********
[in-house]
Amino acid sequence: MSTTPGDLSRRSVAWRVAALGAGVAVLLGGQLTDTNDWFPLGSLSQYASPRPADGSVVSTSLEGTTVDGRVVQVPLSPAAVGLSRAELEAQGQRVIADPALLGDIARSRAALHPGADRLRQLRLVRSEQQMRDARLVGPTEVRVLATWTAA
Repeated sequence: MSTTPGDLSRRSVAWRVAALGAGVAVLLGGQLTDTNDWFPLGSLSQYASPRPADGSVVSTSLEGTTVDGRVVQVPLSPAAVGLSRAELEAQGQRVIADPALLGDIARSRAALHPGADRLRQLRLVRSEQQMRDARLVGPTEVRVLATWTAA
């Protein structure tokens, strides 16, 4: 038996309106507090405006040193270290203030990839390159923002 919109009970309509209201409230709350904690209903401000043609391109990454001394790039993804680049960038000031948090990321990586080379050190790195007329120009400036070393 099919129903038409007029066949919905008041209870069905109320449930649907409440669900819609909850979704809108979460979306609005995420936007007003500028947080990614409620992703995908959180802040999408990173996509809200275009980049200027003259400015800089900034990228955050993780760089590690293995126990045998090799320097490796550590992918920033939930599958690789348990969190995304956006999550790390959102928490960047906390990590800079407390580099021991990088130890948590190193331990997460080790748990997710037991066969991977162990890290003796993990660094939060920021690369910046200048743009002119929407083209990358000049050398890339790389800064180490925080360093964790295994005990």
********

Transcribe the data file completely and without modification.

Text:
[in-house]
Amino acid sequence: MSTTPGDLSRRSVAWRVAALGAGVAVLLGGQLTDTNDWFPLGSLSQYASPRPADGSVVSTSLEGTTVDGRVVQVPLSPAAVGLSRAELEAQGQRVIADPALLGDIARSRAALHPGADRLRQLRLVRSEQQMRDARLVGPTEVRVLATWTAA
Repeated sequence: MSTTPGDLSRRSVAWRVAALGAGVAVLLGGQLTDTNDWFPLGSLSQYASPRPADGSVVSTSLEGTTVDGRVVQVPLSPAAVGLSRAELEAQGQRVIADPALLGDIARSRAALHPGADRLRQLRLVRSEQQMRDARLVGPTEVRVLATWTAA
């Protein structure tokens, strides 16, 4: 038996309106507090405006040193270290203030990839390159923002 919109009970309509209201409230709350904690209903401000043609391109990454001394790039993804680049960038000031948090990321990586080379050190790195007329120009400036070393 099919129903038409007029066949919905008041209870069905109320449930649907409440669900819609909850979704809108979460979306609005995420936007007003500028947080990614409620992703995908959180802040999408990173996509809200275009980049200027003259400015800089900034990228955050993780760089590690293995126990045998090799320097490796550590992918920033939930599958690789348990969190995304956006999550790390959102928490960047906390990590800079407390580099021991990088130890948590190193331990997460080790748990997710037991066969991977162990890290003796993990660094939060920021690369910046200048743009002119929407083209990358000049050398890339790389800064180490925080360093964790295994005990």